Microsoft Resurfaces The Surface Lineup For 2021: New Devices, New Designs
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  • Tams80 - Saturday, September 25, 2021 - link

    And notice how the quality of programs has decreased.

    There is absolutely no excuse for the likes of Discord, Teams, and Spotify to lag on most computers. Yet they do.
  • GeoffreyA - Sunday, September 26, 2021 - link

    I haven't used any of those but agree that software does feel a bit sluggish today, despite computers getting faster. Increased use of new high-level languages, GUI frameworks, mobile being the chief target platform, etc.
  • imaheadcase - Thursday, September 23, 2021 - link

    It really i just better to get a laptop now-a-days if you want a mobile windows platform. You gain so much more than this, and the only thing you lost is..i'm trying to think..oh nothing.

    I literally would rather have a chromebook in the $500 range than these. That is how unappealing they are. Or even the samsung s7+ still..that was released awhile back.
  • damianrobertjones - Thursday, September 23, 2021 - link

    You're welcome to your opinion, but the Surface Pro 7 that's sat next to me doesn't agree. I read comics off and on, play really rubbish games, use Videostudio, messing with images and more. One machine that basically does all 'I' need. Add the keyboard and dock and you have a laptop and mild desktop.

    Imagine that, we're all different.

    P.s. Chromebooks really DO suck.
  • Prestissimo - Thursday, September 23, 2021 - link

    Chromebooks make good laptops for browsing indeed, but Chrome OS still has years to go before maturing its Tablet UI.
  • domboy - Thursday, September 23, 2021 - link

    It's interesting to see the pricing of the Pro 8 vs the Pro X. Seems they're kind of positioning the Pro X to be the cheaper option. I don't know that I believe the "up to 16 hours" battery life claim for the Pro 8 though, the Pro 7 reportedly only got 4.5hr real-world vs the 11 hours claimed, so I won't be surprised if the Pro X continues to be the better option for longer battery life.

    While it is unfortunate that there is no SoC update for the Pro X, but I am glad that going forward the lack of x64 emulation will no longer be a issue.
  • SaolDan - Thursday, September 23, 2021 - link

    I use my pro 6 all day. Big PDF drawings, controls software, wire shark and others while sending sACN over WiFi. Also there's the pro 7 plus with a bigger battery.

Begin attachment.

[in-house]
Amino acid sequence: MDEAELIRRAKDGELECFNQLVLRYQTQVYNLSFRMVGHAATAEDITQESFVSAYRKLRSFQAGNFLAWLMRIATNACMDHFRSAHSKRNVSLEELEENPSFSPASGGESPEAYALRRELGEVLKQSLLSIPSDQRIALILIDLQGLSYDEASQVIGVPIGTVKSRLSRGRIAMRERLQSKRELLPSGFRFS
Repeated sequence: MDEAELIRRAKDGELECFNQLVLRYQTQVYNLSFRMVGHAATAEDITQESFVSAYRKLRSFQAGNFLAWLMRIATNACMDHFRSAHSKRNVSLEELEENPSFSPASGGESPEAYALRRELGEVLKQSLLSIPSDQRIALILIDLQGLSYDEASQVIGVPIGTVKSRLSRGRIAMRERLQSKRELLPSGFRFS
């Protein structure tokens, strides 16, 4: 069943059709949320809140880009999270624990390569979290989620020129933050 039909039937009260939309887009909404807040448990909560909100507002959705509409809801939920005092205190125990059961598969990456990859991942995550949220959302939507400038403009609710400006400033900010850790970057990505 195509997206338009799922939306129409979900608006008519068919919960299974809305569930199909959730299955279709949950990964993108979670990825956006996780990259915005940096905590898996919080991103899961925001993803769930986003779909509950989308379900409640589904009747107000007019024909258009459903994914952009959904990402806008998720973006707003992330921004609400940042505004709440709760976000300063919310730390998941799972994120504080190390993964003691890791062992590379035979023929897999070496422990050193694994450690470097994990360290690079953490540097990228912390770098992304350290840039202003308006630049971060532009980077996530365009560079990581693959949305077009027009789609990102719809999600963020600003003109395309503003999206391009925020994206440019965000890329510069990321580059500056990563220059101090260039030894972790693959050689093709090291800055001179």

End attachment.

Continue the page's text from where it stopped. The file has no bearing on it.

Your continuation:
• DigitalFreak - Thursday, September 23, 2021 - link

    OMFG, Surface devices finally got Thunderbolt. Guess finally enough people complained about being locked into their shitty propriety docks.
  • DigitalFreak - Thursday, September 23, 2021 - link

    Another example of shitty - AT is still running the same no-edit-button forum software from their launch in 1997.
  • abufrejoval - Thursday, September 23, 2021 - link

    I am not really going to read this article, ...on principle.

    Apple started the i* journey with the iPod. That was fine, it was an appliance, pretty much like a microwave.

    There was zero overlap to Personal Computers aka PCs, which are very different because a) the true sovereign of a PC is the owner, b) the (general) purpose is defined by the owner.

    The problem is that Apple tried to carry over their (DRM music player) appliance approach to Personal Computing.

    Well it wasn't my problem, because I abandoned Apple after Jobs won over Wozniak post Apple ][.

    The problem is this viral effect of the iNiverse over Personal Computing.

    In my book, Microsoft is a company that sold Basic.

    Ok, they also sell a Disk Operating System. The have graduated to selling a GUI, too.

    Ah, and yes, they started selling Lotus 1-2-3 and Wordperfect or WordStar lookalikes, too.

    But in the non-appliance, Personal Computing space, hardware, OS and applications need to be strictly separate and distinct.

    Anyone overstepping these natural boundaries needs to be broken up and regulated.

    M$: Please get out of hardware! And clouds! And mixing apps with an OS! And spin off gaming!

    Because you are bent on reducing consumer choice, and nobody in his right mind should like or allow that.